You got your first edit letter from Brandon Farley in July of 2012. In addition to telling you that the tone of the piece was far too dark and that you needed an obvious redemptive ending, Brandon wrote, “There’s way too much racial politics in this piece, bro. You’re writing to a multicultural society, but you’re not writing multiculturally.”
You wondered out loud what writing “multiculturally” actually meant and what kind of black man would write the word “bro” in an email.
“Bro, we need this book to come down from 284 pages to 150,” he said. “We’re going to have to push the pub date back again, too. I’m thinking June 2012. Remember,” he wrote, “It’s business. I think you should start from scratch but keep the spirit. Does the narrator really need to be a black boy? Does the story really need to take place in Mississippi? The Percy Jackson demographic,” he wrote. “That’s a big part of the audience for your novel. Read it over the weekend. Real black writers adjust to the market, bro, at least for their first novels.”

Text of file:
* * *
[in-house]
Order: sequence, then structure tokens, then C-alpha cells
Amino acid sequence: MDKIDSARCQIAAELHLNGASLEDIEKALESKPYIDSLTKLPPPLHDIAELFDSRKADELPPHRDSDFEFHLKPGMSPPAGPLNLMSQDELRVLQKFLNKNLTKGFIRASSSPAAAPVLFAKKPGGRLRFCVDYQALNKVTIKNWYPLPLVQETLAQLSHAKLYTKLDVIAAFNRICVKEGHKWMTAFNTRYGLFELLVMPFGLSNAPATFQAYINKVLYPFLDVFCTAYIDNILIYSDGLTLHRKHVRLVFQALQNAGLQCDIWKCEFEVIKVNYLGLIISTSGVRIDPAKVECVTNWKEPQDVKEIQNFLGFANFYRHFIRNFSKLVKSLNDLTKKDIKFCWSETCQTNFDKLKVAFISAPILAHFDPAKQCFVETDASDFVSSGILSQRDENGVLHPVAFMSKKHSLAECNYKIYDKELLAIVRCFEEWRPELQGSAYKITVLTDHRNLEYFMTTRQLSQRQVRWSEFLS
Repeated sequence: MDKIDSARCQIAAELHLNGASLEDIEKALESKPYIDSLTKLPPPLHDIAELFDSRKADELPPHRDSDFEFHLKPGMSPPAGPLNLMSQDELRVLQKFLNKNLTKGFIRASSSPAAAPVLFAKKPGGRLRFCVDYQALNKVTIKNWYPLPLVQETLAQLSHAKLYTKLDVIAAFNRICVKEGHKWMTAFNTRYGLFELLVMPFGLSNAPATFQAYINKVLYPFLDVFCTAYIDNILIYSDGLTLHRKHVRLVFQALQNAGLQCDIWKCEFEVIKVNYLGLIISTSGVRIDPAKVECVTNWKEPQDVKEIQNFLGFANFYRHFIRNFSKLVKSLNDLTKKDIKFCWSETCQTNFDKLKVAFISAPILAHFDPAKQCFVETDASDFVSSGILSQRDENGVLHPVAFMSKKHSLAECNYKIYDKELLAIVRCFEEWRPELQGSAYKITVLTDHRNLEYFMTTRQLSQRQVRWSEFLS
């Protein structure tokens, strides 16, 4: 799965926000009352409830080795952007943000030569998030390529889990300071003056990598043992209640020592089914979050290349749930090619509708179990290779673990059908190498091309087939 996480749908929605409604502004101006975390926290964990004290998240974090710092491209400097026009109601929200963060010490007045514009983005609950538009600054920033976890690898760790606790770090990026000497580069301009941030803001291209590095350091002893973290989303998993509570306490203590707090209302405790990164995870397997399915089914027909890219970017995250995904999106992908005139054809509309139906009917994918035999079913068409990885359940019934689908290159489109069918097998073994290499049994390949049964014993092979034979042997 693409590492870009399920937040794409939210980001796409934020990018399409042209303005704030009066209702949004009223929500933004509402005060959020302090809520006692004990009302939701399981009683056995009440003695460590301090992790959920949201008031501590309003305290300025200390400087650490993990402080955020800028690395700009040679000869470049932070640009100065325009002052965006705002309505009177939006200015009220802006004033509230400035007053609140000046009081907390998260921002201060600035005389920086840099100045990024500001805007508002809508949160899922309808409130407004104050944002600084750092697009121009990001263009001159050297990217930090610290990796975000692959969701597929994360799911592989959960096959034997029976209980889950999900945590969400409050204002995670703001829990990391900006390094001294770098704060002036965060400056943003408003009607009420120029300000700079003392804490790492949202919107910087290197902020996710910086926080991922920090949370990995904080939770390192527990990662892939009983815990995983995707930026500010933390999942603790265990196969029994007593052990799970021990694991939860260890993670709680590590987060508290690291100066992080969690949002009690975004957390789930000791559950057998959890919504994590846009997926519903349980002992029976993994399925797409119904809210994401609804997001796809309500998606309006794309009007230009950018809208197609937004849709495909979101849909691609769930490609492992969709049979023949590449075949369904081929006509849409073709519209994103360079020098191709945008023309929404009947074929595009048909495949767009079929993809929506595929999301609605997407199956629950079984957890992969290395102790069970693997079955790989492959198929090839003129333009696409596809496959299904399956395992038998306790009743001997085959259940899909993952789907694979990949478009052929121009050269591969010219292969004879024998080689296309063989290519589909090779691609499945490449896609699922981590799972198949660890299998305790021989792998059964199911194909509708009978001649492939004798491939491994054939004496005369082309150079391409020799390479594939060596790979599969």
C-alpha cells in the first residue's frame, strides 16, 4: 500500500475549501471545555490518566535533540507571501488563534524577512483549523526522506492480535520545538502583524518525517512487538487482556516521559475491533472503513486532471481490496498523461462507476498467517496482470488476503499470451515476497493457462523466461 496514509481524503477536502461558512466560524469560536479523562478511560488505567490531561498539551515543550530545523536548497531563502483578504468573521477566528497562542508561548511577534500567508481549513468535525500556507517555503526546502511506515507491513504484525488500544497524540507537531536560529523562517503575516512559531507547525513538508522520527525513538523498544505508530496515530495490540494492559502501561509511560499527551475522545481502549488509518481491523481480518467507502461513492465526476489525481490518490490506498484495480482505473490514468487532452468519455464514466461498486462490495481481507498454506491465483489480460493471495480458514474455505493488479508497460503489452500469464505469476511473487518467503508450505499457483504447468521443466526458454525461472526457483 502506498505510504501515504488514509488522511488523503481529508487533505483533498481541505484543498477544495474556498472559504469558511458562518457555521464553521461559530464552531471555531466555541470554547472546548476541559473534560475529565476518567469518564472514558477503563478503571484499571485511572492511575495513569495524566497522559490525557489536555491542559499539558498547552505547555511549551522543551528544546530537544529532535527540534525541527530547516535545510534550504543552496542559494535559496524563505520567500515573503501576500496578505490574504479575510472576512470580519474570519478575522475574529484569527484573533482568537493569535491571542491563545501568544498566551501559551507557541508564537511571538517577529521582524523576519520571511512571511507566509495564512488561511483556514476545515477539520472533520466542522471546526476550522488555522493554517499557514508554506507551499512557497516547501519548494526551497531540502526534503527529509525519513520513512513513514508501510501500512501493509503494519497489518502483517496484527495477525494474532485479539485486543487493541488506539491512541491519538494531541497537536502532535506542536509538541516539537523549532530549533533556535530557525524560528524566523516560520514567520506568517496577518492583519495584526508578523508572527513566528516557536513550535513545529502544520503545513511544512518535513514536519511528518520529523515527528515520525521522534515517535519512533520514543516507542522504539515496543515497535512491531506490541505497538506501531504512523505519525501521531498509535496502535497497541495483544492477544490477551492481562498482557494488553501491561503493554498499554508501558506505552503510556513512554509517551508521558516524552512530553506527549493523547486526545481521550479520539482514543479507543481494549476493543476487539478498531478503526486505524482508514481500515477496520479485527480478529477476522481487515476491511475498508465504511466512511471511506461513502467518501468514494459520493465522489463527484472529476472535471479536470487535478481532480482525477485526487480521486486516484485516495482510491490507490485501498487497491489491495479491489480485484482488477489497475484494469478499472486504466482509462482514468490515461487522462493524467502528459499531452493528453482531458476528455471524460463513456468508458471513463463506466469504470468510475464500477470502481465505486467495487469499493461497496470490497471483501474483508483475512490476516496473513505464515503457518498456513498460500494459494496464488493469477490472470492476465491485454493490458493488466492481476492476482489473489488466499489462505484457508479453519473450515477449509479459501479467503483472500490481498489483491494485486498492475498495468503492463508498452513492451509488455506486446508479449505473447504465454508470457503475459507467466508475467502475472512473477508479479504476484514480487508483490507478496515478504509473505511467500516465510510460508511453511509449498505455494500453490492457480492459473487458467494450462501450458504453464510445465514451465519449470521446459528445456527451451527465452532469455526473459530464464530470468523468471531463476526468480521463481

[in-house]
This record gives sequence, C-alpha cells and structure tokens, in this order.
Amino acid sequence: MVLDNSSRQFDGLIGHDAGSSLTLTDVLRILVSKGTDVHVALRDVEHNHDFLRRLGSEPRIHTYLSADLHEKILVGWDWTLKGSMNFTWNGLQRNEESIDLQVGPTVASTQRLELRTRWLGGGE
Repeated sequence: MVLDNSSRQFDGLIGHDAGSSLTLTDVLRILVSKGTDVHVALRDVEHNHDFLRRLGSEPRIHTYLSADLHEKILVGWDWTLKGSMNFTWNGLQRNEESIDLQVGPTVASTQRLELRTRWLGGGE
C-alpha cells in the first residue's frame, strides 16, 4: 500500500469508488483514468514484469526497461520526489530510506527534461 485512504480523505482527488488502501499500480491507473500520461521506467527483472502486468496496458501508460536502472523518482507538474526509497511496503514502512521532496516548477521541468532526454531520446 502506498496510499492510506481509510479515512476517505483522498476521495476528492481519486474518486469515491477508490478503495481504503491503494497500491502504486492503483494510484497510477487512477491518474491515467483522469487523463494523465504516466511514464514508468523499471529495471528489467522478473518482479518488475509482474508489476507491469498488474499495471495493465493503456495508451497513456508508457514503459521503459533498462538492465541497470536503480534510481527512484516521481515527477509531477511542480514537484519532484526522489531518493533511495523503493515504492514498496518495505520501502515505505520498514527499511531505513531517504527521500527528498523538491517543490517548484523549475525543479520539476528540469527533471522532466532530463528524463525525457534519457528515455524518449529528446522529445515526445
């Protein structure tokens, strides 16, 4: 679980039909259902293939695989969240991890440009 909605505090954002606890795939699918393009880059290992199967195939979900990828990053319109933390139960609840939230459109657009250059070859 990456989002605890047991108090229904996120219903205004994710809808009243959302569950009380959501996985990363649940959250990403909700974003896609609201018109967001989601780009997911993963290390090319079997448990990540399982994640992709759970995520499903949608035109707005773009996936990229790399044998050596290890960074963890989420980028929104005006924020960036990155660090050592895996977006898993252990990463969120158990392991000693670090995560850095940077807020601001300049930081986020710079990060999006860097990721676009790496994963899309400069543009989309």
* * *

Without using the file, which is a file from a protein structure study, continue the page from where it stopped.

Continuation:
By the time you found out Percy Jackson wasn’t the name of a conflicted black boy from Birmingham, but a fake-ass Harry Potter who saved the gods of Mount Olympus, you were already broken. Someone you claimed to love told you that you were letting your publishing failure turn you into a monster. She said that you were becoming the kind of human being you always despised. You defended yourself against the truth and really against responsibility, as American monsters and American murderers tend to do, and you tried to make this person feel as absolutely worthless, confused, and malignant as you were. Later that night, you couldn’t sleep, and instead of diving back into the fiction, for the first time in my life, you wrote the sentence, “I’ve been slowly killing myself and others close to me just like my uncle.”
—Kiese Laymon, “You Are The Second Person”
Originally Published in Guernica Magazine, whose current issue is “Race in America”.